press release

NEW YORK, February 13, 2008 – From February 19, 2009 to May 3, 2009, the Whitney Museum of American Art presents Sites, an exhibition exploring the various ways that artists have expanded and dealt with the notion of site or place. Drawn from the museum’s permanent collection, the exhibition comprises approximately 50 works made between 1969 and 2005, including selected drawings, sculptures, prints, photographs, film and video. The exhibition is curated by Whitney curator Carter E. Foster and senior curatorial assistant Gary Carrion-Murayari.

Instead of attempting to realistically depict physical places—interiors, landscapes, or city views—artists have pushed the boundaries of sculpture and adopted time-based media to forge a connection between viewers and their surroundings. This resulted in works that not only represent sites but also serve as locations for a new kind of physical experience or imaginative contemplation.

The exhibit includes works by artists such as David Smith who, throughout his career, created complex photographic compositions of sculptures and the places that inspired them. This expanded the relationship between the work and the site of its creation and ultimately served as a precedent for artists of the late 1960s and early 1970s, including Robert Morris, Barry Le Va, and Michael Heizer. These featured artists conceived their sculptural work with a particular place in mind and used drawing to delineate their artistic actions before execution. A group of prints by Robert Morris, for example, propose a number of dramatic interventions into the landscape while the work of Agnes Denes transforms familiar images of the natural environment to suggest utopian relationships between us and our surroundings.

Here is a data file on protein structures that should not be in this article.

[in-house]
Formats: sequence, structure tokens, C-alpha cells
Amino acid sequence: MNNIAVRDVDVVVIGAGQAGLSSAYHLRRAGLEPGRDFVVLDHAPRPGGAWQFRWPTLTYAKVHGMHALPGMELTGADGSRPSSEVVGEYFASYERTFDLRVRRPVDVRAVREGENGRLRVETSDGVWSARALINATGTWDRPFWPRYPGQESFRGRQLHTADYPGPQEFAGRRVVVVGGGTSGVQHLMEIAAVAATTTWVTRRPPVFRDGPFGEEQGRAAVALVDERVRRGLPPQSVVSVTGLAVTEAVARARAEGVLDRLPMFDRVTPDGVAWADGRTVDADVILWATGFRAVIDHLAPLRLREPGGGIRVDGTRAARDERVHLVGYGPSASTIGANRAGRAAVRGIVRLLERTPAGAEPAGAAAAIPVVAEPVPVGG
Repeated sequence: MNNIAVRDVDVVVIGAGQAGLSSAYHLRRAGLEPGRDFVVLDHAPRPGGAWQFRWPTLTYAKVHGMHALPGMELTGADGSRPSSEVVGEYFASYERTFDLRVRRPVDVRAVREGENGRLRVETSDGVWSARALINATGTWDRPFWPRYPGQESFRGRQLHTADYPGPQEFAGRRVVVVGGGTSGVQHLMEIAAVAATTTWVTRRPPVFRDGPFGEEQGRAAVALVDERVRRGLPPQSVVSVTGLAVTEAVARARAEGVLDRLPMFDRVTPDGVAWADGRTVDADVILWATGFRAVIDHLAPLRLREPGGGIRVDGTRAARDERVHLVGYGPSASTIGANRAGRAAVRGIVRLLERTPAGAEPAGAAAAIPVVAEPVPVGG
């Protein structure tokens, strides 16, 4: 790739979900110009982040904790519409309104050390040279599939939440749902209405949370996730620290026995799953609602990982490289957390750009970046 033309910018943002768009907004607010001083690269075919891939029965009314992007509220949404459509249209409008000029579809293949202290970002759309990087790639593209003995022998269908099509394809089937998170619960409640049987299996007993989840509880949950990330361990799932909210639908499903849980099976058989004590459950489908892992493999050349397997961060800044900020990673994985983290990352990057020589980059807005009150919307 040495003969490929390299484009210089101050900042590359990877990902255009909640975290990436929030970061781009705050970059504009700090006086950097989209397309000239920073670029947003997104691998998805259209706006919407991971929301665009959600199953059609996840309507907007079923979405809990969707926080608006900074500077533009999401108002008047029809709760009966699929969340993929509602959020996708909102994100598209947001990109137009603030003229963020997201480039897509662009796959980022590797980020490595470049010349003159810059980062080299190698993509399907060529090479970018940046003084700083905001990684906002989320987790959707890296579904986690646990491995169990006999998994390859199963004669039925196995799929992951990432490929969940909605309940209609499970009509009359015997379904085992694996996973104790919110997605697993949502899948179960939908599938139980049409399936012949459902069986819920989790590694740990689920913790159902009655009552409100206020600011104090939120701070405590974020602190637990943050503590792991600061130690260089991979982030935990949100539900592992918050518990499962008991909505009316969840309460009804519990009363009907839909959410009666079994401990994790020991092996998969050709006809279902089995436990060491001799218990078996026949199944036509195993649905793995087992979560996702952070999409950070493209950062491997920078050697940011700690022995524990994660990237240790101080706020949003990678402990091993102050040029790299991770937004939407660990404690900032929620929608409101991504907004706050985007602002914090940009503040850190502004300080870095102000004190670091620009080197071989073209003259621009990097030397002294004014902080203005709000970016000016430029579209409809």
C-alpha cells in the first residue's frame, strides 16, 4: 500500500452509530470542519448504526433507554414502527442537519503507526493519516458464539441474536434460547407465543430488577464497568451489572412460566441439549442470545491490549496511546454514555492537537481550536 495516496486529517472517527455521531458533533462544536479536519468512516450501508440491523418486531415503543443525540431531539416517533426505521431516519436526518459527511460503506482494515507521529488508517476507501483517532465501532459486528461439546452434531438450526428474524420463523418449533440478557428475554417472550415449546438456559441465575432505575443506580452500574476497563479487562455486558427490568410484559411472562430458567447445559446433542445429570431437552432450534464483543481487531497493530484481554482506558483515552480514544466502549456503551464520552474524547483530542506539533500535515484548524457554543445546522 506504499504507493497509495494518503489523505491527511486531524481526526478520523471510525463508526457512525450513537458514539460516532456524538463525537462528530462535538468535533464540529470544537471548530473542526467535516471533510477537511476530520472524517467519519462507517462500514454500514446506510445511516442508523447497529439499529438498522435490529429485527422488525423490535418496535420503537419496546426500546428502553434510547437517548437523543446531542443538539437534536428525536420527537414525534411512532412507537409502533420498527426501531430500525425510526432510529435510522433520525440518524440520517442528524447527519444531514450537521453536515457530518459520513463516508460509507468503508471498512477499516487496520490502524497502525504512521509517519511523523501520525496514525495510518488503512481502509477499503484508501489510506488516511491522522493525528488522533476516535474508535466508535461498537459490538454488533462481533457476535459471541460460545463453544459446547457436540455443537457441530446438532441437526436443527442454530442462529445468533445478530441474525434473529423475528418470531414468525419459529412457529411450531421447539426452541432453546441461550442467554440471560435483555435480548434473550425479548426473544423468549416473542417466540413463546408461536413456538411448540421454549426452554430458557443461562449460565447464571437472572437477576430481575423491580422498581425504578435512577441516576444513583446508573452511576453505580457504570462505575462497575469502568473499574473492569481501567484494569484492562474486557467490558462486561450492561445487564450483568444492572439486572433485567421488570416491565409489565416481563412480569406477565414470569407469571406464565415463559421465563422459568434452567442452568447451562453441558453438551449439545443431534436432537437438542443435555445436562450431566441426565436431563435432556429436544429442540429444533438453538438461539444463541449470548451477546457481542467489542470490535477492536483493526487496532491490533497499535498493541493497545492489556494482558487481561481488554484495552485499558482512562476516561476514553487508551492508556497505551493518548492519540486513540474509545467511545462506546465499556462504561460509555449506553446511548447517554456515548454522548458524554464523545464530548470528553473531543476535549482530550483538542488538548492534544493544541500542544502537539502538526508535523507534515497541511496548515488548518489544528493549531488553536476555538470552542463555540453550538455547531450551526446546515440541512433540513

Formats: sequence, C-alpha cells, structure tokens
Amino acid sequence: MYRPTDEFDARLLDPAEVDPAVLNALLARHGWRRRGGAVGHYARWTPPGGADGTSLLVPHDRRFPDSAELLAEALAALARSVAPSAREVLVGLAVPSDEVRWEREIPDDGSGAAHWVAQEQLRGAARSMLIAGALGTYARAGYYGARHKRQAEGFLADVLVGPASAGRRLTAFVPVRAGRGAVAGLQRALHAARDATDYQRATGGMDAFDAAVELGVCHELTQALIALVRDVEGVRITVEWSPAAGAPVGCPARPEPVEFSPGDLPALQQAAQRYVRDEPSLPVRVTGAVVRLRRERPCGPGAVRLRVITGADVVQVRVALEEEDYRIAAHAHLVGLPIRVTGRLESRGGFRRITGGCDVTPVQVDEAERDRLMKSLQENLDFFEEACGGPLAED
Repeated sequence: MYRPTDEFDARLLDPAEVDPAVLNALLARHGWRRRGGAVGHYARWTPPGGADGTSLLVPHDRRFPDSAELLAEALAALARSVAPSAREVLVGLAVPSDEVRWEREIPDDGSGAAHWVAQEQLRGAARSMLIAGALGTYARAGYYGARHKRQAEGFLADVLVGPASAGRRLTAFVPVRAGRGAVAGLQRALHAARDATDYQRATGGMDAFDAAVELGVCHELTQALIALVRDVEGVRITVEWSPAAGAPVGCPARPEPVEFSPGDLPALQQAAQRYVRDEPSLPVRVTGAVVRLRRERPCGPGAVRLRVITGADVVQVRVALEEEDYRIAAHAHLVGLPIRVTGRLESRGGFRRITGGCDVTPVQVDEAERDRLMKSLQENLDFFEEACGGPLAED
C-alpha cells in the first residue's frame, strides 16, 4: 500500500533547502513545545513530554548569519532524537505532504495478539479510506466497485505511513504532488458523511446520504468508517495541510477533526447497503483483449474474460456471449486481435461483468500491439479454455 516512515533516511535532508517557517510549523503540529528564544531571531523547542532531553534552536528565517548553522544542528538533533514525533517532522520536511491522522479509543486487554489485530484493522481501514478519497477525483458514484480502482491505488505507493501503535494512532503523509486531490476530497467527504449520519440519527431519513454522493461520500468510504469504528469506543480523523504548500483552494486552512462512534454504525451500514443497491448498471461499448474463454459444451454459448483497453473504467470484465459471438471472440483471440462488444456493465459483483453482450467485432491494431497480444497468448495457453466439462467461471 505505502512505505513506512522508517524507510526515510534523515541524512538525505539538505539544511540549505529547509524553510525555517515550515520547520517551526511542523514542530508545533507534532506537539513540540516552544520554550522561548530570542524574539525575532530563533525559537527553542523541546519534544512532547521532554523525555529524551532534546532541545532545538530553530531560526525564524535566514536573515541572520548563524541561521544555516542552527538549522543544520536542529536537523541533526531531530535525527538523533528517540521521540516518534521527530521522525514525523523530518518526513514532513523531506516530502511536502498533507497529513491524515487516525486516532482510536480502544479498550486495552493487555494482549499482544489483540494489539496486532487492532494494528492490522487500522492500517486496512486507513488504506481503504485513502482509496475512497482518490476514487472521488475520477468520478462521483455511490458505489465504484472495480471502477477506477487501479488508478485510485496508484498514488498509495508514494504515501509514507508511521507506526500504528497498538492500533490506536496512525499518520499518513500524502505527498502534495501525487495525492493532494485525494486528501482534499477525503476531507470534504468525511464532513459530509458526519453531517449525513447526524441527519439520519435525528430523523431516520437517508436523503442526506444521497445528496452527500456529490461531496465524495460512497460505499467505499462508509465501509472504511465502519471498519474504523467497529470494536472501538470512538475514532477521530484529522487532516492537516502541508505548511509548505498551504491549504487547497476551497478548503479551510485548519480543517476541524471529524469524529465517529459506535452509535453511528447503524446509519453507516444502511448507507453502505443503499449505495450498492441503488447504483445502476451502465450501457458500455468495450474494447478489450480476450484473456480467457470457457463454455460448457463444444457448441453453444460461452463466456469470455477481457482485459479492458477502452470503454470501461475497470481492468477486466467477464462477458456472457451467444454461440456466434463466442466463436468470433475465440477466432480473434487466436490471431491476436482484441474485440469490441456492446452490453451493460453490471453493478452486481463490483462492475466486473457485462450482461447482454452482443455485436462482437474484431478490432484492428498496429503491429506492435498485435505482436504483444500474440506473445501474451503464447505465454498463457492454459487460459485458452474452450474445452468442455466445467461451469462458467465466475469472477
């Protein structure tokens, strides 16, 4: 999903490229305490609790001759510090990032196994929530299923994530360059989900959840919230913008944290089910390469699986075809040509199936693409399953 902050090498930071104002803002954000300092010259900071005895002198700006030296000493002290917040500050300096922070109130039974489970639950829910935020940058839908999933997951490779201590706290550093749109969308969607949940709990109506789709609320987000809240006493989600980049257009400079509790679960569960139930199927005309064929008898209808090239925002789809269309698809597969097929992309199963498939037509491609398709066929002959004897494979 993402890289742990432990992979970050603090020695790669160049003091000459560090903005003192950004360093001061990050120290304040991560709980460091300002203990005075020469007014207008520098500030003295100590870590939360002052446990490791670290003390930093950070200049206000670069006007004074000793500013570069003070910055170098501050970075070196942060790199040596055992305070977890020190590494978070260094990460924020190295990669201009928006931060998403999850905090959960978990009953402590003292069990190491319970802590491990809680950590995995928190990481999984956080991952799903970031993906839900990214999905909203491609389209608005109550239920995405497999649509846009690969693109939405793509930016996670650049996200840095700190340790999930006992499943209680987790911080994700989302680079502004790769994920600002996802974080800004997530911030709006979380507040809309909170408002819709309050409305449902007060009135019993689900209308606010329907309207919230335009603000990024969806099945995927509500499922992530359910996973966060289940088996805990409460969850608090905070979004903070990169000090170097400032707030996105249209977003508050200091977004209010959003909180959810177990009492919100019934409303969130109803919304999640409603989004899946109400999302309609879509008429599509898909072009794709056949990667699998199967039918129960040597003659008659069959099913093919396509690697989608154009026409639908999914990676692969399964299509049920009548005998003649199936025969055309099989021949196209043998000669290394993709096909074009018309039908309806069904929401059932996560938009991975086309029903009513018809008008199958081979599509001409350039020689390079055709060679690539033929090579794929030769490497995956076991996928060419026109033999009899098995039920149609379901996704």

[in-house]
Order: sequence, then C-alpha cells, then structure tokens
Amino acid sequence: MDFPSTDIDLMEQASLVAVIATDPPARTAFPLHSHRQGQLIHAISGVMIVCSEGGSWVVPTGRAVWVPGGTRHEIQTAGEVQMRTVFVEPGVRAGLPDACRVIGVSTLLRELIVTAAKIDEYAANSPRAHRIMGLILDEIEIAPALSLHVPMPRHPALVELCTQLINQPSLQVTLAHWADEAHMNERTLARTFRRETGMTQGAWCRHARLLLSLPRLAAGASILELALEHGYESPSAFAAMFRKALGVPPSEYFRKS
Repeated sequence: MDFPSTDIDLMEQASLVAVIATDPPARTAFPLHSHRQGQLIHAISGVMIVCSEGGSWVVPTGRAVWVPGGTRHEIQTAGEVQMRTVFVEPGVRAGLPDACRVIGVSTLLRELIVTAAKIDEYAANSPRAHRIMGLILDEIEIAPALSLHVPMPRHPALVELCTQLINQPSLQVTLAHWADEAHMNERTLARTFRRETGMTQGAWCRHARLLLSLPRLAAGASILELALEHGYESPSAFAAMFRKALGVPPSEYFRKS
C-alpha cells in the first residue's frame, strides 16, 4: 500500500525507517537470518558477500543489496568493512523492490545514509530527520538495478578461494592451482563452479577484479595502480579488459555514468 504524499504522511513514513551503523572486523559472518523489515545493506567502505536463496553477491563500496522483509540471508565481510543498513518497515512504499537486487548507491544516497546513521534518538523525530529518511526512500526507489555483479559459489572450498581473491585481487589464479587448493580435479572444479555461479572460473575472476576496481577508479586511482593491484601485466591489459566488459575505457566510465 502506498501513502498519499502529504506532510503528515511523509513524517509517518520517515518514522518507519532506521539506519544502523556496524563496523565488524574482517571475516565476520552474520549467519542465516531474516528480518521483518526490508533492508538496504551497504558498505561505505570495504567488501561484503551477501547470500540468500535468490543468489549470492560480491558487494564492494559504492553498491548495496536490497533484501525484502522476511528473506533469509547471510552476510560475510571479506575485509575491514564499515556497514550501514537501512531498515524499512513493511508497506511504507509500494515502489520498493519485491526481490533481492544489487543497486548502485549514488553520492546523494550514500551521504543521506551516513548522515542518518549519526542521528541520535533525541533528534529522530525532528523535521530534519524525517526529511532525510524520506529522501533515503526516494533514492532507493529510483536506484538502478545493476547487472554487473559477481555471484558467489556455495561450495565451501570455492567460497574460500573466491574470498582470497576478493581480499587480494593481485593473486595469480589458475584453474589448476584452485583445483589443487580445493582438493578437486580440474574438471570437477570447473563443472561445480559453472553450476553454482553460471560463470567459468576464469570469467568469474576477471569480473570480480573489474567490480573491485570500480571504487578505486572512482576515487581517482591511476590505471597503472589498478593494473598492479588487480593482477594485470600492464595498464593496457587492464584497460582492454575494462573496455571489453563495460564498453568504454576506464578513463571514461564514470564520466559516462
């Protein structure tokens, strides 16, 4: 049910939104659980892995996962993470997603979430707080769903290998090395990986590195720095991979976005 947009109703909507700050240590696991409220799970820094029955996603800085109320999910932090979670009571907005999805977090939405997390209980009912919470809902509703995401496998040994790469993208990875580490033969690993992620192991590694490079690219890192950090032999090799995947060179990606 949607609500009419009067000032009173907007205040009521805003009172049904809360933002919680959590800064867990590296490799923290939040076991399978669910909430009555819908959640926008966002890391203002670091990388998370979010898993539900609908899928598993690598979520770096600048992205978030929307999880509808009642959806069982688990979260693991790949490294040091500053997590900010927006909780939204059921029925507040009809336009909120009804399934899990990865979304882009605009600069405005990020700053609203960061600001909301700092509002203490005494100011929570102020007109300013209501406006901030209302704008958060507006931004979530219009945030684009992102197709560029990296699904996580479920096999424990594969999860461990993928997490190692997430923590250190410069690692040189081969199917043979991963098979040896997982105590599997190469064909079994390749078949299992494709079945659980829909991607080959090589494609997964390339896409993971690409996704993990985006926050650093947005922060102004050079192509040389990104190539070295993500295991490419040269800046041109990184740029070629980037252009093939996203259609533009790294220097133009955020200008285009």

Artists have more recently moved fluidly between the site-specific and the visionary—often using drawing and video to combine these two positions. Works by Doug Aitken and Gary Simmons reveal this shift; Simmons’ wall drawing registers the trace of the artist’s presence in chalk, while Doug Aitken’s?? multi-screen video installation??offers an experience of time and space between the real and the imaginary. Other artists include Vito Acconci, Alice Aycock, Robert Gober, Bruce Nauman, Richard Serra, and James Turrell, among others.